When to Use Pero, Sino and Sino que | Translation Skills Training

When to Use Pero, Sino and Sino que

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November 15, 2018
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November 23, 2018

When to Use Pero, Sino and Sino que

Both pero and sino translate into English as but, however, their usage is not interchangeable.  Let’s start with pero. The word pero, meaning but, is an adversative conjunction: adversative because pero redirects the preceding statement; pero is at the same time a conjunction because it joins the preceding clause to the one that follows it. Both the first and second clauses contain a conjugated verb. Use pero whenever the first clause is an affirmative statement and when the second clause does not contradict the first, but provides additional information:

Queremos comer, pero primero tenemos que ir a la tienda.

We want to eat, but first, we have to go to the store.

 

Ella hace ejercicios, pero su esposo, no.

She works out, but her husband doesn’t.

However, whenever the first clause is negative, use sino, which is also an adversative conjunction.  What distinguishes their usage is that when the bit of information that follows contradicts or corrects the first clause.  Furthermore, when no conjugated verb is used to introduce the contradictory information, sino is used alone, followed by either a noun, an adjective, an adverb or an infinitive. It translates into English as but rather:

Contradiction by a noun

No soy periodista sino poeta.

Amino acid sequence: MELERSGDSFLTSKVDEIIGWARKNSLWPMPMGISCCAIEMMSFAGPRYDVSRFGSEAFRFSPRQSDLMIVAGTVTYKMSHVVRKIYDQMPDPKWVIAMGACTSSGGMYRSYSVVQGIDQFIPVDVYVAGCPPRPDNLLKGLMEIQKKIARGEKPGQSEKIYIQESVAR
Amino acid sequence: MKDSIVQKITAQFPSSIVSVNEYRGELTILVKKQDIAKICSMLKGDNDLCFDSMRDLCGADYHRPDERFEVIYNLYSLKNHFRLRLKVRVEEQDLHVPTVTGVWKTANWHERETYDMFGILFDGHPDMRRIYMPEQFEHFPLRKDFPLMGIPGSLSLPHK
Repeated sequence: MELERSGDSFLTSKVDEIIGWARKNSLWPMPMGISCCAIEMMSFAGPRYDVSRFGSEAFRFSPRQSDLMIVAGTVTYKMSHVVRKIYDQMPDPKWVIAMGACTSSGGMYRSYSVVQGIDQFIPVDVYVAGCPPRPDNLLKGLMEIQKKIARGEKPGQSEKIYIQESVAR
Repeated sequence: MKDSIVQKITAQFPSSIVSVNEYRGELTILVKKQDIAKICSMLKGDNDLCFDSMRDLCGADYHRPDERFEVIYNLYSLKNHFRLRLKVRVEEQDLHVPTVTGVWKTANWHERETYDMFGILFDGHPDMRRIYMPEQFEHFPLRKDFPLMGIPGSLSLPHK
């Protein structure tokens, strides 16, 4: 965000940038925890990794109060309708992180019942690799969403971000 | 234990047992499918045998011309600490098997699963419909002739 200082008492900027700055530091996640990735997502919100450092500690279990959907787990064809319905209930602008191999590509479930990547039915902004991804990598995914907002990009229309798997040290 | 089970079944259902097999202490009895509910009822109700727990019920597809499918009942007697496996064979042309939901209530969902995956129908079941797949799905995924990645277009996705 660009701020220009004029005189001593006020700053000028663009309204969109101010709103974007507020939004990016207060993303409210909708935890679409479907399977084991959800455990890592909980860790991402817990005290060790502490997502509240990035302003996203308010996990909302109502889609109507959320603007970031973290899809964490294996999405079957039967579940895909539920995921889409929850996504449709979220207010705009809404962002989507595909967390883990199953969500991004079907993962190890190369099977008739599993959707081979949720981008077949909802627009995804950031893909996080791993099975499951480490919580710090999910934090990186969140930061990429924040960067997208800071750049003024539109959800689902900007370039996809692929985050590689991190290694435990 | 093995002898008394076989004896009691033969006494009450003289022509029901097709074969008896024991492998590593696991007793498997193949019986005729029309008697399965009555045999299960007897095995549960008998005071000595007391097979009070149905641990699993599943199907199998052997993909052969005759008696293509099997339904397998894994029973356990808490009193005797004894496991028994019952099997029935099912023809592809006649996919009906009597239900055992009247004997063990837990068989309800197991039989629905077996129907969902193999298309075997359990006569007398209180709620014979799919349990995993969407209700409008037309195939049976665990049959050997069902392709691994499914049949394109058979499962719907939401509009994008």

I’m not a journalist, but rather a poet.

Contradiction by an adjective

Ella no es rubia sino pelirroja.

She’s not a blonde, but rather a redhead.

 

Contradiction by an adverb

No hacían la tarea rápidamente, sino lentamente.

They weren’t doing the task quickly, but rather, slowly.

 

Contradiction by an infinitive

Ellos no quieren bailar sino cantar.

They don’t want to dance, but rather to sing.

Finally, whenever such negative statements are followed by a clause – which by definition, must contain a conjugated verb – then use sino que.  Keep in mind that one of the many functions of que is to introduce a subordinated clause, linking it to a preceding, or main clause.  Since an infinitive was the contradictory element in the third example above using sino, observe what Spanish must do if the sentence is rewritten using conjugated verbs in both clauses:

Ellos no bailan, sino que cantan.

They aren’t dancing, but rather singing.

With a little practice, and attention to what you’re really saying, these models will serve you well if you are teaching Spanish or learning it as a second language.

© 2019, Translation Skills Training (TST).

Eric Vogt
Eric Vogt
Eric W. Vogt, Ph.D. is Vice President of Operations & Program Director of Translation Skills Training™ (TST). For full bio, see: linkedin.com/in/ewvogt32 or tst-online.us/about-us

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